“We don’t want to train our customers to expect a discount,” said Vivian. “That’s why we only use that discount as a last resort. If that’s what’s keeping you from buying our products, then here you go.” 

"We don't want to train our customers to expect a discount. That's why we only use that discount as a last resort. If that's what's keeping you from buying our products, then here you go."

Vivian Kaye, founder, KinkyCurlyYaki

3 | The wedding series

While Vivian and the KinkyCurlyYaki team clearly have some of their foundational automations down to a science, they also incorporate automations that are unique to their business and customers—and even some that are inspired by Vivian’s previous job as a wedding decorator. 

Once a customer provides their wedding date, they’re entered into a series of email automations leading up to their special day.

“We get a lot of women who are getting married soon. For some reason, they’re buying their hair two weeks before they need it. But we want you to buy it in advance. Especially now, because we kept running into customers who wanted to exchange styles or come back for more. They want to buy more hair and we don’t always have it in stock if they’re waiting until the last minute,” said Vivian.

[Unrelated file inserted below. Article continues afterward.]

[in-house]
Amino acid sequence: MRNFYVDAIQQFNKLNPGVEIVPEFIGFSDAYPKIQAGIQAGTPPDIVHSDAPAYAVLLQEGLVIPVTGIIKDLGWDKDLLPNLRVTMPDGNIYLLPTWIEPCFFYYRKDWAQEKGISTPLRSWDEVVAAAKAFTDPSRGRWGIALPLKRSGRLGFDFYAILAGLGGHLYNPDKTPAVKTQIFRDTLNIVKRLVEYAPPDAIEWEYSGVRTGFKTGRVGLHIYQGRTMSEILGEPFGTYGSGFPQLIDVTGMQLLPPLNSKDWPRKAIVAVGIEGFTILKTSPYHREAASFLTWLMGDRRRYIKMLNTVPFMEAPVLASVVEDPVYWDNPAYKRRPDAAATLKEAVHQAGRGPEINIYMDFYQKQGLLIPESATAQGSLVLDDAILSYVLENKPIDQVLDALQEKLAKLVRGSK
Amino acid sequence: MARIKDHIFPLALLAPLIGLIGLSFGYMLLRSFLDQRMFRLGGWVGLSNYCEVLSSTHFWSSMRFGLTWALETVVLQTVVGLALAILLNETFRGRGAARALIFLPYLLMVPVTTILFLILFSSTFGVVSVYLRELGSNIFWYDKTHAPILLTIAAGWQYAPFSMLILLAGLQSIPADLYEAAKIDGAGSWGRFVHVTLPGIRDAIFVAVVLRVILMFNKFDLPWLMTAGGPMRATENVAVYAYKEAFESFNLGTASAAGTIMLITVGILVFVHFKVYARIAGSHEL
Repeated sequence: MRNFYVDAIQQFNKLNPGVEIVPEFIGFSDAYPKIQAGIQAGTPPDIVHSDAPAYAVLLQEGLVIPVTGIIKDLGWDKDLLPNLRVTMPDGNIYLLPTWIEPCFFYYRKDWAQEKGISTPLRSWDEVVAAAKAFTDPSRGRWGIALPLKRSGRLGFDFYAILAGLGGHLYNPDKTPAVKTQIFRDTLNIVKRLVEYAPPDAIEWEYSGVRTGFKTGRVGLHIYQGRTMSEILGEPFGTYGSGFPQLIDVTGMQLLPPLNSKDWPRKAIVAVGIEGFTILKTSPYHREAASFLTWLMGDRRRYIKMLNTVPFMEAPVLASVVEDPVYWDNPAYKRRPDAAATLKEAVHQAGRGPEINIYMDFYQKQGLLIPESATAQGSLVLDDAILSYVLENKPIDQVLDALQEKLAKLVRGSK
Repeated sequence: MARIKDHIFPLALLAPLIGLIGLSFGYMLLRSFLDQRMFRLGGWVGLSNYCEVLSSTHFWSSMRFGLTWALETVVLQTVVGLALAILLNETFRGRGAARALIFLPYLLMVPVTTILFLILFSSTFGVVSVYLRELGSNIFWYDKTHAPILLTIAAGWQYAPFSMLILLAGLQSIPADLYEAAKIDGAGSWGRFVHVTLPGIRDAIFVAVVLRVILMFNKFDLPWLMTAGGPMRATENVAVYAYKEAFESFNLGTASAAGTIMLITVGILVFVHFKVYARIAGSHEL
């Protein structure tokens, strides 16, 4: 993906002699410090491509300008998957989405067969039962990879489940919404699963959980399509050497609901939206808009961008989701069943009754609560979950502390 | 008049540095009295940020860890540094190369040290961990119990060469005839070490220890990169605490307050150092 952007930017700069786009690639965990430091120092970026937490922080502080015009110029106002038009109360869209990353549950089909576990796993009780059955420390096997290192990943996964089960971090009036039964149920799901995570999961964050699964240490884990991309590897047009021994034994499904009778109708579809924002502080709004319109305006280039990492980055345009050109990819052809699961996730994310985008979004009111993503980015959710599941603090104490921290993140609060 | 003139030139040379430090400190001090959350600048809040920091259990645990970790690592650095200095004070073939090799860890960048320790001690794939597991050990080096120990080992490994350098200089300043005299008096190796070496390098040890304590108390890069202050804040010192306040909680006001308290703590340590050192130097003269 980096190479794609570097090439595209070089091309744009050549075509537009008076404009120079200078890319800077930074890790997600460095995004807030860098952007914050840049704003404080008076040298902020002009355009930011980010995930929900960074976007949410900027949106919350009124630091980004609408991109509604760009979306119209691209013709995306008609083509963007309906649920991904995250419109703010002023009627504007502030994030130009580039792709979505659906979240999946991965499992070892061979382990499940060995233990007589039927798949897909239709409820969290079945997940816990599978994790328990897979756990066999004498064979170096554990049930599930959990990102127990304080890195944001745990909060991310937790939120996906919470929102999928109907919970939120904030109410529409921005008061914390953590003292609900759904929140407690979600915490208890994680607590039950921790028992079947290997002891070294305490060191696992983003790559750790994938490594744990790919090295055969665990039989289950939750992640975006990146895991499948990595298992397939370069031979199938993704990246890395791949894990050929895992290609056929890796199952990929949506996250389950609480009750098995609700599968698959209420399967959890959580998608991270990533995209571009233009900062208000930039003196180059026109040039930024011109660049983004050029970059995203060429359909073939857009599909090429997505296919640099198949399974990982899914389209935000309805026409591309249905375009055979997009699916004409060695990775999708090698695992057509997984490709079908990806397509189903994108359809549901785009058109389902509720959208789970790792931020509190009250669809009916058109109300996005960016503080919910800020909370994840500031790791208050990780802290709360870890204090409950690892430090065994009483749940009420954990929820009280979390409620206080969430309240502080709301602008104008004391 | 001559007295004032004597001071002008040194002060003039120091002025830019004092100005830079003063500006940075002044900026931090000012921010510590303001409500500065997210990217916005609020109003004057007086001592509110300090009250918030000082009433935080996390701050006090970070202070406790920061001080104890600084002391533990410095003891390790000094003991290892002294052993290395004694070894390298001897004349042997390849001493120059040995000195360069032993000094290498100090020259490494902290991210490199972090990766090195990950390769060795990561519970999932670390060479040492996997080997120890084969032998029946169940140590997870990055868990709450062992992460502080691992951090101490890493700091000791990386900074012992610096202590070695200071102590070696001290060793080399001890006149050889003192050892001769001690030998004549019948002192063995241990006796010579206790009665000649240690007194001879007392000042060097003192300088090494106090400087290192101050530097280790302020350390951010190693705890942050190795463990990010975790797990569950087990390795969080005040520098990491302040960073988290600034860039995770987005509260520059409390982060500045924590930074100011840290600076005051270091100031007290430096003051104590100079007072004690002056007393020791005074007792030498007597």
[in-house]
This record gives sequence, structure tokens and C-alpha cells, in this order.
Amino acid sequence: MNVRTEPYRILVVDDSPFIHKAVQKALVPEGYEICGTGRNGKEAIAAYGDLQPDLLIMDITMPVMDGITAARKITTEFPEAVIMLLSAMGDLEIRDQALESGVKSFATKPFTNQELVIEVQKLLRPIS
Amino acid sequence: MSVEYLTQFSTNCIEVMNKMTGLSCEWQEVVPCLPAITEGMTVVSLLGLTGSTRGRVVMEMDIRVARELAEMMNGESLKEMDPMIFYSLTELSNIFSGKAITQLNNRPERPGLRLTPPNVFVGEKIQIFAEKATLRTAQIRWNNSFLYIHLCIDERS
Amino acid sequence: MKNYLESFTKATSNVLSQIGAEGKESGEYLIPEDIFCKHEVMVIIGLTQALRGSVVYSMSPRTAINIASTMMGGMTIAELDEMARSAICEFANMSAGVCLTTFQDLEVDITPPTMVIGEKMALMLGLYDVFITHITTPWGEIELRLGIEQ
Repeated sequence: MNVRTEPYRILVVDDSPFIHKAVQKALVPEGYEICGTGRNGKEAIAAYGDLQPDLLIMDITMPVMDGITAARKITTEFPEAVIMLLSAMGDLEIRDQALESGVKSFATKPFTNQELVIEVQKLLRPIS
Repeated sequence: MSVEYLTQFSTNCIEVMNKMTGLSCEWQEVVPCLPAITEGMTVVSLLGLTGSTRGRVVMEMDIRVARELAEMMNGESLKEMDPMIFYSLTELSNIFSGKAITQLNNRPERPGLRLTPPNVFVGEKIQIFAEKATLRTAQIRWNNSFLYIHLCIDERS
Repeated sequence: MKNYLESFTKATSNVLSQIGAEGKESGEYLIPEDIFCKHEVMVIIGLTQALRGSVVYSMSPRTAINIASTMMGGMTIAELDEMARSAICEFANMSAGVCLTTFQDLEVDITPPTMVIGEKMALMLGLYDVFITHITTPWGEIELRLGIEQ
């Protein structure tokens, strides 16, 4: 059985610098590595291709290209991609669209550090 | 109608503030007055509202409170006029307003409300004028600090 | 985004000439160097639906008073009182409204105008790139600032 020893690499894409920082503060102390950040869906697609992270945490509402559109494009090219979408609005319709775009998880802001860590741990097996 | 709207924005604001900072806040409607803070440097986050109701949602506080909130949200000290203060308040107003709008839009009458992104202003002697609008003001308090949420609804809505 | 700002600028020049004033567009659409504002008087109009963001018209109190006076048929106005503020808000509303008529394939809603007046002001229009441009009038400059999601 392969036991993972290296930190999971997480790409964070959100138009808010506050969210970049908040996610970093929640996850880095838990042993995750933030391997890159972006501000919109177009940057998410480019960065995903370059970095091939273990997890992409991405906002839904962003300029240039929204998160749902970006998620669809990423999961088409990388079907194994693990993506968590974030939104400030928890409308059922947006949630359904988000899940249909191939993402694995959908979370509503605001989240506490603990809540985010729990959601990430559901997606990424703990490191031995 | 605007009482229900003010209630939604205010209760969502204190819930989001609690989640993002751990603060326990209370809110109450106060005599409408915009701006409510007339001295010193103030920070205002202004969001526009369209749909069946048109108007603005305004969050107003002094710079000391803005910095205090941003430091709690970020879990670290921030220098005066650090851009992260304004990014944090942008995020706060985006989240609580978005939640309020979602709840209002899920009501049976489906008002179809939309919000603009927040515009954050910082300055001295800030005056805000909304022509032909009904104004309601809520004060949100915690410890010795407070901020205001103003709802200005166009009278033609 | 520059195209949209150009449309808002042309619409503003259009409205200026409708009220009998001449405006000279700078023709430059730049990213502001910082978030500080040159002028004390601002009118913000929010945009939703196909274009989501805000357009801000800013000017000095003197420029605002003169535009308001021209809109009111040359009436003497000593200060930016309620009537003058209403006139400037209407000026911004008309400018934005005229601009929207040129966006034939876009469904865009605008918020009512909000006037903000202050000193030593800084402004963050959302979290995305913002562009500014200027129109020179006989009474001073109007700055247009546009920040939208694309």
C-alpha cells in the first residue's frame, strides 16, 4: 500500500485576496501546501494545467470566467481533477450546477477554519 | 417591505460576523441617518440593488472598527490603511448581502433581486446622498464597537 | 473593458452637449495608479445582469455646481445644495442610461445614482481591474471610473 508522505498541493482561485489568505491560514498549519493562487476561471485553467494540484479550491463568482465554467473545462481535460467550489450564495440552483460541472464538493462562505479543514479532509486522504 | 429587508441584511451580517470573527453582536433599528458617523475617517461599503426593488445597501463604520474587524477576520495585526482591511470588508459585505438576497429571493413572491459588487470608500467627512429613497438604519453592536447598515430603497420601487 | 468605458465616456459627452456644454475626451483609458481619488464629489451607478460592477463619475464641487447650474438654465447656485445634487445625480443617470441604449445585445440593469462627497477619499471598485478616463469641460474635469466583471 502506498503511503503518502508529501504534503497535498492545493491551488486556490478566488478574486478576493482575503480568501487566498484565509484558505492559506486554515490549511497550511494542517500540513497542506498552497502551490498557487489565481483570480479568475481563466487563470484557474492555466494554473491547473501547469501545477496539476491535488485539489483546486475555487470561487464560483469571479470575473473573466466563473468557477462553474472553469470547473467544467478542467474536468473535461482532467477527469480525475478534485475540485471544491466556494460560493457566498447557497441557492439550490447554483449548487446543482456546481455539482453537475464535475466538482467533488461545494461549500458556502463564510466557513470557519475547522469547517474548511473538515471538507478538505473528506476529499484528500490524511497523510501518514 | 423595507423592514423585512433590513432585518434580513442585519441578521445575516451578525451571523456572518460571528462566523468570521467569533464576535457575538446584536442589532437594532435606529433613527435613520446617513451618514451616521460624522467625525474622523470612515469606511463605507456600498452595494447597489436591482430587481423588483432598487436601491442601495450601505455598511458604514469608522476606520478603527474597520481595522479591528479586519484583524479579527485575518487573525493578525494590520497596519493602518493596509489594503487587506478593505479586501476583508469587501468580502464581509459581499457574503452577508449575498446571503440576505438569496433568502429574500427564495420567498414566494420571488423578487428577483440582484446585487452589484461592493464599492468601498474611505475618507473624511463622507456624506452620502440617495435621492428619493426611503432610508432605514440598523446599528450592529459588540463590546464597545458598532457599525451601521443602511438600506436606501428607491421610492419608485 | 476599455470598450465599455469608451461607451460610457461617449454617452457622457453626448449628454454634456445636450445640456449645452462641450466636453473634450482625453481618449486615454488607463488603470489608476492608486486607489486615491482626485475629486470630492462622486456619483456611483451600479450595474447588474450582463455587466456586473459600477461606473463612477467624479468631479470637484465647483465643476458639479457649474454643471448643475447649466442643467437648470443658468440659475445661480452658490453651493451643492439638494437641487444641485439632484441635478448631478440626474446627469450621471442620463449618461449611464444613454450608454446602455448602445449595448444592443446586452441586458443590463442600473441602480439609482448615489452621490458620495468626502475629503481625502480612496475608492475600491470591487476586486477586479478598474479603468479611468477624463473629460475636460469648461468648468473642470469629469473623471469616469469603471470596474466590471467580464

Especially as the coronavirus pandemic has impacted KinkyCurlyYaki’s supply chain, Vivian wants to ensure that every bride is well-prepared for her wedding day well before the day itself.

“One of the good problems we have is that we can’t keep our hair in stock. Right now, it’s not such a great problem to have because of the supply chain issue. But when someone’s wedding is coming up, we encourage them to make that purchase ahead of time,” said Vivian.